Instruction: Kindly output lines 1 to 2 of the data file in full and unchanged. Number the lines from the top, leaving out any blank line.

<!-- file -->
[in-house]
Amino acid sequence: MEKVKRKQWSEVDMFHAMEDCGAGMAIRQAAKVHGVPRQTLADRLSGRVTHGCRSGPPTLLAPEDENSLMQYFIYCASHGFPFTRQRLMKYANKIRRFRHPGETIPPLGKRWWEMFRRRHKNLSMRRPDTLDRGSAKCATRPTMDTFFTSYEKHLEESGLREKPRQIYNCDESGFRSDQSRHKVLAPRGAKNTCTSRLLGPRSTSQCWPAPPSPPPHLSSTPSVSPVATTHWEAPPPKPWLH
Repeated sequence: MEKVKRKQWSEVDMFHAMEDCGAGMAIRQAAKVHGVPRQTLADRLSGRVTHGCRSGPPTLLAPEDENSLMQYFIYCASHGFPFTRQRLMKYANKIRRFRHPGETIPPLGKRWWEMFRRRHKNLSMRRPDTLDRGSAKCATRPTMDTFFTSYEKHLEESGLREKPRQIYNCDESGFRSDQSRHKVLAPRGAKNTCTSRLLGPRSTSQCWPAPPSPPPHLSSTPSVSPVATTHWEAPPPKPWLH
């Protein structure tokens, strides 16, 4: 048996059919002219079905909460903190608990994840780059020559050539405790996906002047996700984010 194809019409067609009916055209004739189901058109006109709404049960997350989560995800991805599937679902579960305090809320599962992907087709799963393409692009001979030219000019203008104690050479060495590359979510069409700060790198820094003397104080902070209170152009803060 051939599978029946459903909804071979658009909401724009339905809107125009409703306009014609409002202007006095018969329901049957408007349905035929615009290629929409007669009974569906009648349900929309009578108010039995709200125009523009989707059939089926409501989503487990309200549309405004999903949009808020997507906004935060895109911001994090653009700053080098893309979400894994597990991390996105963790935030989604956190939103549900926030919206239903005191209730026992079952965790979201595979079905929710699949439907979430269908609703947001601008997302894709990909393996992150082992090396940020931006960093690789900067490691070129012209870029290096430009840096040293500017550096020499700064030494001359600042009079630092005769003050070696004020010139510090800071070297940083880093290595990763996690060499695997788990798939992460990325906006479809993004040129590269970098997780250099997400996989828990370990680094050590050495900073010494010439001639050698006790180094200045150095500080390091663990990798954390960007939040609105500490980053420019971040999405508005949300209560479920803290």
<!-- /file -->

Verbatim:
[in-house]
Amino acid sequence: MEKVKRKQWSEVDMFHAMEDCGAGMAIRQAAKVHGVPRQTLADRLSGRVTHGCRSGPPTLLAPEDENSLMQYFIYCASHGFPFTRQRLMKYANKIRRFRHPGETIPPLGKRWWEMFRRRHKNLSMRRPDTLDRGSAKCATRPTMDTFFTSYEKHLEESGLREKPRQIYNCDESGFRSDQSRHKVLAPRGAKNTCTSRLLGPRSTSQCWPAPPSPPPHLSSTPSVSPVATTHWEAPPPKPWLH